“I’d like a little clarification here: What is the soure of the neutron count? the interplanetary magnetic field?
Also, regarding the solar cyhcle 25 prediction, I will still be alive in 2032 so I will hold you to account.”
Your prediction regarding being alive in 2032 is the single boldest prediction I have seen on any of the posts on WUWT so far. I hope you are correct.

David Archibald says:
March 15, 2012 at 8:25 am
Well spotted Dr Svalgaard. It is an obvious mistake. I have sent a corrected version to Anthony which he might use to replace the deficient one. The corrected version looks exactly like Solar Cycle 5.
Which lasted only 12 years…

Skeptic Tank

Robert of Ottawa says:
…, I will still be alive in 2032 so I will hold you to account.

Do you know something the rest of us don’t? Like, … I dunno, … the next 20 Super Bowl winners?

Jim Cripwell says: March 15, 2012 at 8:41 am
………………
Neither side is too keen to find out; no news is good news.

Mike LaPointe

While looking for more information on Altrock’s green corona diagram, I found that Peter Martinson interviewed Dr. Richard Altrock, of the Air Force Research Laboratory, back on December 7, 2011 at the American Geophysical Union’s Fall Meeting in San Francisco. In the video interview (10-12 minute mark), Dr Altrock states solar maximum occurring now (end of 2011), much sooner than his previous estimate.
Link: http://larouchepac.com/node/21412 (Warning: This is Lyndon LaRouche’s Political Action Committee website)

Veritas

@Leo Morgan,
Check out this paper to understand solar indices. Ap and Kp measure geomagnetic activity.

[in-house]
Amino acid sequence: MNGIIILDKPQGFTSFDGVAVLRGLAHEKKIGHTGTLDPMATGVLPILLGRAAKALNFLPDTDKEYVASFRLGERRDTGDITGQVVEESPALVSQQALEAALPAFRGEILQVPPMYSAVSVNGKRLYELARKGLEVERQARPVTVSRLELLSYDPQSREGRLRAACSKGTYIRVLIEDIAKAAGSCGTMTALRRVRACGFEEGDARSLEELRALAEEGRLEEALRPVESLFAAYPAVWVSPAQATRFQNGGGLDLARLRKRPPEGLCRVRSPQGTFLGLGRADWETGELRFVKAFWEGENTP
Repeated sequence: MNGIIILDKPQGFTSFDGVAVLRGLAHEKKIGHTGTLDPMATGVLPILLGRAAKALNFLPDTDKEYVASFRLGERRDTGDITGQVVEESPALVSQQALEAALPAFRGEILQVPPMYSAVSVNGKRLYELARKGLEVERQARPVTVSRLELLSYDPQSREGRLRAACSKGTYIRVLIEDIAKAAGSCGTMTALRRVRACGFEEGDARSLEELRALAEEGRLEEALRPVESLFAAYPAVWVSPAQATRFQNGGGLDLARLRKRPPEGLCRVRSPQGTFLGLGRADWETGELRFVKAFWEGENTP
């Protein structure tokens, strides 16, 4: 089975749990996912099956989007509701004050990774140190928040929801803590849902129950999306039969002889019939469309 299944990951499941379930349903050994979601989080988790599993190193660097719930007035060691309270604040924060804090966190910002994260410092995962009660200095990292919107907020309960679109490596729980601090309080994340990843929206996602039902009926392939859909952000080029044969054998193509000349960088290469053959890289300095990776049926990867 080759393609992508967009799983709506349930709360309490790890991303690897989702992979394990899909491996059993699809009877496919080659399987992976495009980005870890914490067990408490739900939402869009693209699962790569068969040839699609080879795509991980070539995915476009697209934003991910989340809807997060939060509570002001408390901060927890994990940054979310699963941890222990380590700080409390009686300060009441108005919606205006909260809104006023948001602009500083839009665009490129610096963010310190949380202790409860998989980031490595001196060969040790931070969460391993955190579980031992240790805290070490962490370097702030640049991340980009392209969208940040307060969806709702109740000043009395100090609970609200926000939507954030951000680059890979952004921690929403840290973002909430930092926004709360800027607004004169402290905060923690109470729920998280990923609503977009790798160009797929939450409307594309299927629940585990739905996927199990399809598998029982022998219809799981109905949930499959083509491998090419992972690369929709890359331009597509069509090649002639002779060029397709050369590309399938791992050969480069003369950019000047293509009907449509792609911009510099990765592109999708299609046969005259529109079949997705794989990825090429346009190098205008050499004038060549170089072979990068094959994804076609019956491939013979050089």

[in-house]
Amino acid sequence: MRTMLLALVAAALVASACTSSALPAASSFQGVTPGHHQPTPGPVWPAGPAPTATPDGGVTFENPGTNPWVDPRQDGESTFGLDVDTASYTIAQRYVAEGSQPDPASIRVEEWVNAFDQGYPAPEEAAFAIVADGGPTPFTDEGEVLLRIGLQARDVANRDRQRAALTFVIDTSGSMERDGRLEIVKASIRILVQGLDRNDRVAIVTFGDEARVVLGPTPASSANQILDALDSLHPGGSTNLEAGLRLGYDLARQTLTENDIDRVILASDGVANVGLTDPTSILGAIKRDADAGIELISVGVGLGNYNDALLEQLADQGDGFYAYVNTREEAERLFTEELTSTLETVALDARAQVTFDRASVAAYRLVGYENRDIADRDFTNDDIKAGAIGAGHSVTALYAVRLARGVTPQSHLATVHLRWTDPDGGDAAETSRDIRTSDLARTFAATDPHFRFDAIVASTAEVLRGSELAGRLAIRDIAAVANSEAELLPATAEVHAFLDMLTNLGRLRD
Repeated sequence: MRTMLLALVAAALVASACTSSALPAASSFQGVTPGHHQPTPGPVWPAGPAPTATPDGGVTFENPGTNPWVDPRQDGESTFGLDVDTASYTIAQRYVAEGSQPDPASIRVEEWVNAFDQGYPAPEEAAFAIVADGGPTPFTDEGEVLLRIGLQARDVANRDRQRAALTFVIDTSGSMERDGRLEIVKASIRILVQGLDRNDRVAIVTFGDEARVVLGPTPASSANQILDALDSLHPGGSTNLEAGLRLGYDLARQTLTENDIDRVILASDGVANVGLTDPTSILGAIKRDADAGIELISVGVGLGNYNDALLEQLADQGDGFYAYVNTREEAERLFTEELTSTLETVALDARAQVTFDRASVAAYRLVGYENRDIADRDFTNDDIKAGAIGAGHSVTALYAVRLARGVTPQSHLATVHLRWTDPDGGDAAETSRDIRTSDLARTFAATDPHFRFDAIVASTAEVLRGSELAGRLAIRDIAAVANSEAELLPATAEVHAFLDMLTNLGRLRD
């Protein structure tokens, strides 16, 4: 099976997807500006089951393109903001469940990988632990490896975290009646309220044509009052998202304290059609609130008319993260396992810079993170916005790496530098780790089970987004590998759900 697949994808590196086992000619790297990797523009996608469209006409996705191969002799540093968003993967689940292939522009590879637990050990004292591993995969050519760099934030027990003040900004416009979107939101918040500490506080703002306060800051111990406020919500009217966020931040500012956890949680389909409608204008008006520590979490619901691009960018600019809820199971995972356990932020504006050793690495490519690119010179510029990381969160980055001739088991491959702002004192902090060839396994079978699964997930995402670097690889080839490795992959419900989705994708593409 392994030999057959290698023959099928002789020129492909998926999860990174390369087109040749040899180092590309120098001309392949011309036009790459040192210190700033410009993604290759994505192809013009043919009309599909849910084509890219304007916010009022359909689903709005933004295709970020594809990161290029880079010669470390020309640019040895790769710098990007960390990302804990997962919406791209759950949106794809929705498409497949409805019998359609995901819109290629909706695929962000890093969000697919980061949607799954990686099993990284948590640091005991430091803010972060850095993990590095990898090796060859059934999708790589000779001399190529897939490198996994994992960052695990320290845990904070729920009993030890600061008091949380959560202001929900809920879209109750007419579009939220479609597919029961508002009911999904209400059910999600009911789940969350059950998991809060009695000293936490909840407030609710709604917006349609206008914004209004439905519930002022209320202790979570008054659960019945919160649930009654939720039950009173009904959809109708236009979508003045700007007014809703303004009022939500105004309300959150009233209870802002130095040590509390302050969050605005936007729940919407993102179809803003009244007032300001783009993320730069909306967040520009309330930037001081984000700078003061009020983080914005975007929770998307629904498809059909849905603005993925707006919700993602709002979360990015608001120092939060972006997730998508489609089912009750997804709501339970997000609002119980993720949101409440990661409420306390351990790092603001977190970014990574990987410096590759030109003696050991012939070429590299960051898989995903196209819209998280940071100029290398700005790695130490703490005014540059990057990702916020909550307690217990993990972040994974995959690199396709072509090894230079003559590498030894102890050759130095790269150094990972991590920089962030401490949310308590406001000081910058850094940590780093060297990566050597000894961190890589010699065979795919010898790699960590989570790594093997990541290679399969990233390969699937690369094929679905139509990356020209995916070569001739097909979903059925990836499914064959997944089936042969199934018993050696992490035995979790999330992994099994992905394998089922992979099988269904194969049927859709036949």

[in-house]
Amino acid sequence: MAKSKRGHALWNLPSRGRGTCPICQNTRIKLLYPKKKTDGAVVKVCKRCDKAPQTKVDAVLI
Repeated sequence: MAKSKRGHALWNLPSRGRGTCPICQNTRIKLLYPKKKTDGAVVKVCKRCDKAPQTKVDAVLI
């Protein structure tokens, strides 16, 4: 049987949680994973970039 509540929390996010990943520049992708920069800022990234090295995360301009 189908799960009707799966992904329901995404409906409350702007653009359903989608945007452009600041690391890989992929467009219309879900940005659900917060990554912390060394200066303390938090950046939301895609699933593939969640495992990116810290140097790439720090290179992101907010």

http://www.arrl.org/files/file/Technology/tis/info/pdf/0209038.pdf

William Astley

In reply to:
Dr. Lurtz says:
March 15, 2012 at 7:18 am
Questions:
1) How does the neutron count compare to the recent Sunspot Cycles? In sync, out of sync?
2) Why is the neutron count in sync or out of sync? What, where in the Sun drives these counts?
The neutrons are created by galactic cosmic rays (GCR, high speed protons mostly) that strike that earth’s upper atmosphere creating muons. The intensity and the energy of the GCR are modulated by the solar heliosphere. The extent and the magnetic composition of the solar heliosphere determines how effective it is at deflecting and slowing down the high speed protons (GCR).
The neutron count is high when the solar magnetic cycle is weak and the solar heliosphere is weak.
The GCR creates muons in the upper atmosphere. The muons travel through the atmosphere creating cloud forming ions.
Whether there is or is not an increase in planetary cloud is dependent on other mechanisms also. For example solar wind bursts create a space charge differential in the ionosphere which removes ions (electroscavenging). The past two solar cycles had an increase in solar wind bursts late in the solar cycle which removes ions and result in a reduction in planetary clouds based on satellite measurement on planetary cloud cover.

Casper

@ Mike LaPointe